Coconut oil cleanses have become a popular form of detox. People are using them to jumpstart weight loss, rid their body of toxins, and more. But do they actually work?

Coconut oil is a saturated fat derived from the kernel of ripe coconuts. It contains nourishing fatty acids, such as linoleic acid (vitamin F) and lauric acid.

Coconut oil has been found to have benefits for dry skin and atopic dermatitis. It has antibacterial qualities, making it valuable for preventing cavities when used in oil pulling. It has also been shown to boost high-density lipoprotein (HDL) cholesterol, the “good” type of cholesterol.

Some people believe that the lauric acid content in coconut oil makes it beneficial for weight loss. However, this has not been proven.

There is also no evidence indicating that a coconut oil detox is healthy or safe, or that it can support long-term weight loss.

Here’s more about coconut oil cleanses and the potential benefits and risks.

Unlike juice fasts, a coconut oil cleanse is a form of detoxification geared toward eliminating excess sugar from the body. Coconut oil is a saturated fat that is thought to metabolize in the liver, making it readily accessible as an energy source.

Some studies indicate that the lauric acid content in coconut oil may make it beneficial for weight loss. The lauric acid content in coconut oil is also what makes it popular for cleanses.

Lauric acid contains medium-chain fatty acids. Unlike long-chain fatty acids, medium-chain fatty acids do not significantly raise cholesterol levels. They also do not get stored in the body’s fat tissue, since they transport directly into the liver.

Therefore, they’re used immediately for quick energy, or turned into ketones that the body can use as an energy source when needed. However, there is conflicting data indicating that lauric acid behaves more like a long-chain fatty acid instead of a medium-chain one, throwing this premise into question.

There is no evidence that coconut oil cleanses have any health benefits, although proponents claim they have several benefits. These purported benefits include:

Coconut oil detox for weight loss

If all you consume for 3 or 4 days is 10 tablespoons of coconut oil and lots of water, the scale is bound to go down. However, this weight loss will most likely be comprised primarily of water.

Even so, some people might feel motivated by the quick drop in pounds. But to sustain any weight loss derived during a coconut oil cleanse, you’ll need to follow up with a healthy eating plan, geared toward weight loss.

Coconut oil detox for Candida

Candida is a common fungus found on the skin and in areas like the mouth and digestive tract. Uncontrolled growth of Candida can cause an infection called candidiasis. Consuming excess sugar, refined carbohydrates, or alcohol can make you more vulnerable to candidiasis.

For this reason, proponents of coconut oil detoxes believe that this cleanse can help rid the body of these toxins, and reduce Candida overgrowth. If you have candidiasis, a diet geared toward reducing Candida overgrowth may help.

Coconut oil detox for infection

Components in coconut oil, such as caprylic acid and lauric acid, may help cleanse the gut of other types of fungi, bacteria, and viruses.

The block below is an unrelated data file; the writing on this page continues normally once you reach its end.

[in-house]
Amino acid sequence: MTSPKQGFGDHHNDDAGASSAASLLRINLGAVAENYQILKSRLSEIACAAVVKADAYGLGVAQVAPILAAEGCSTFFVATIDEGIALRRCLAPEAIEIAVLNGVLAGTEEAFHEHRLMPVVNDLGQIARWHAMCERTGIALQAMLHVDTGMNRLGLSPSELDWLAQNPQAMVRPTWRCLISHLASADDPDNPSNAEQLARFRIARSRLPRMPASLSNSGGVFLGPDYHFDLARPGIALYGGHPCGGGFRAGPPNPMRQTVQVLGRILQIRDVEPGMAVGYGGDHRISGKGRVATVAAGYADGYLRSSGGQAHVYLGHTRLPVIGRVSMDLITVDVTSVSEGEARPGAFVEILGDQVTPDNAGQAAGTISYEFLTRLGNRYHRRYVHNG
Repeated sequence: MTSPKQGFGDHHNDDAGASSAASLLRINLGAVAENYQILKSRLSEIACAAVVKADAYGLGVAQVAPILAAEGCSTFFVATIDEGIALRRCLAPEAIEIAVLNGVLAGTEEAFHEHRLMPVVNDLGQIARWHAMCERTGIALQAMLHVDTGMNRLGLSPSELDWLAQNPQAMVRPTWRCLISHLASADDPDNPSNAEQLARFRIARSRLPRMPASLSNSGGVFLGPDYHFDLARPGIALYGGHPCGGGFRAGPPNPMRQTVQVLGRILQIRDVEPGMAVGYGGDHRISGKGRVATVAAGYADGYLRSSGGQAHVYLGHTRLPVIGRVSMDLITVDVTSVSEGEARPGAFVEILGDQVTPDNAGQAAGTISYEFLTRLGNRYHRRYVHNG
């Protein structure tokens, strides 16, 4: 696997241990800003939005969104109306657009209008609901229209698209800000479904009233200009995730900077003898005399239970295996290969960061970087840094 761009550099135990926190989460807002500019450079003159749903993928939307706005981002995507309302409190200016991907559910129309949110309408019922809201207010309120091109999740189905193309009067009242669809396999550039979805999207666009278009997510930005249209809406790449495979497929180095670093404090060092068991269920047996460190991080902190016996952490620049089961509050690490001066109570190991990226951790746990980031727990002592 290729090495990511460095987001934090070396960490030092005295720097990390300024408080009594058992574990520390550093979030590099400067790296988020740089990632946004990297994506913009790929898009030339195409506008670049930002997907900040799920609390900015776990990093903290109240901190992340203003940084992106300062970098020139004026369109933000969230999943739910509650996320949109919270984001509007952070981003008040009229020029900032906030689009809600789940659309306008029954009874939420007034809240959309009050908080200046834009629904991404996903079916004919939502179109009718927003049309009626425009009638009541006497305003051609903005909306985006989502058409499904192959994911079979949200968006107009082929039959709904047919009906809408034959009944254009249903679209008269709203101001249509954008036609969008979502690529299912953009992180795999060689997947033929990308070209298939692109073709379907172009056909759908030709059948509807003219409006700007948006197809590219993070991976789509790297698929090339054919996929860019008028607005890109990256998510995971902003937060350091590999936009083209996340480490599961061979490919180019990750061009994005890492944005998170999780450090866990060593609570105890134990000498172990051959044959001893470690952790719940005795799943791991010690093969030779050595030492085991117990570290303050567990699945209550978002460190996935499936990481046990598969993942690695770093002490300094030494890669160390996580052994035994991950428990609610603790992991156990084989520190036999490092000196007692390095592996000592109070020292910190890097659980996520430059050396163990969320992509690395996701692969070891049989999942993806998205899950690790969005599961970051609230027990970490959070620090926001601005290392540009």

Ingesting large amounts of coconut oil can cause diarrhea, cramps, and gastrointestinal discomfort.

Coconut oil may also increase levels of bad cholesterol, increasing cardiovascular risk. If you have high cholesterol, talk to a doctor before doing a coconut oil cleanse. If you decide to do a cleanse, do not stop taking your prescribed medications for lowering cholesterol.

Speak with a doctor before attempting a coconut oil cleanse or any type of cleanse. There is no medically recommended procedure for successfully doing a coconut oil cleanse, but a doctor can provide guidance on whether it’s a good option for you.

  • Proponents of the practice believe that the fat obtained from coconut oil will be enough to sustain you, and provide you with energy during the detox period. Cleanses typically last for around 3 or 4 days.
  • You’ll need to consume around 10 to 14 tablespoons of unrefined, organic extra virgin coconut oil daily. Some coconut oil is processed with chemicals and should not be taken. Read product labels carefully and look for only unrefined, organic extra virgin coconut oil.
  • This amount of oil may result in diarrhea or stomach distress. To help avoid this side effect, ease your body into it by starting slowly. Add small amounts of coconut oil to your daily diet for a week or so before you start the cleanse.
  • Space your coconut oil intake out during the day. You may mix it with water, or with a small amount of high-fat, no-sugar yogurt. You may also drink sugarless limeade or warm lemon water.
  • Some people also eat 4 or 5 ounces of raw coconut meat during a cleanse.
  • If you decide to try a cleanse, make sure to drink at least 8 to 12 glasses of water each day.
  • Avoid strenuous activity.
  • If you feel lightheaded, dizzy, or faint, stop doing the cleanse and eat a small amount of solid food, such as a protein.

The proven way to lose weight safely is with a combination of healthy diet and exercise. To lose one pound per week, you will need to create a caloric deficit of 3,500 calories. This means that you need to burn that many calories more than you eat and drink in a week.

Coconut oil cleanses have become popular, but there’s no evidence linking them or any other detox regimens to improved health.

Side effects can include diarrhea, cramps, and gastrointestinal discomfort. Coconut oil may also increase levels of bad cholesterol, which can be dangerous for people with high cholesterol.

If you decide to do a coconut oil cleanse, talk to a doctor first.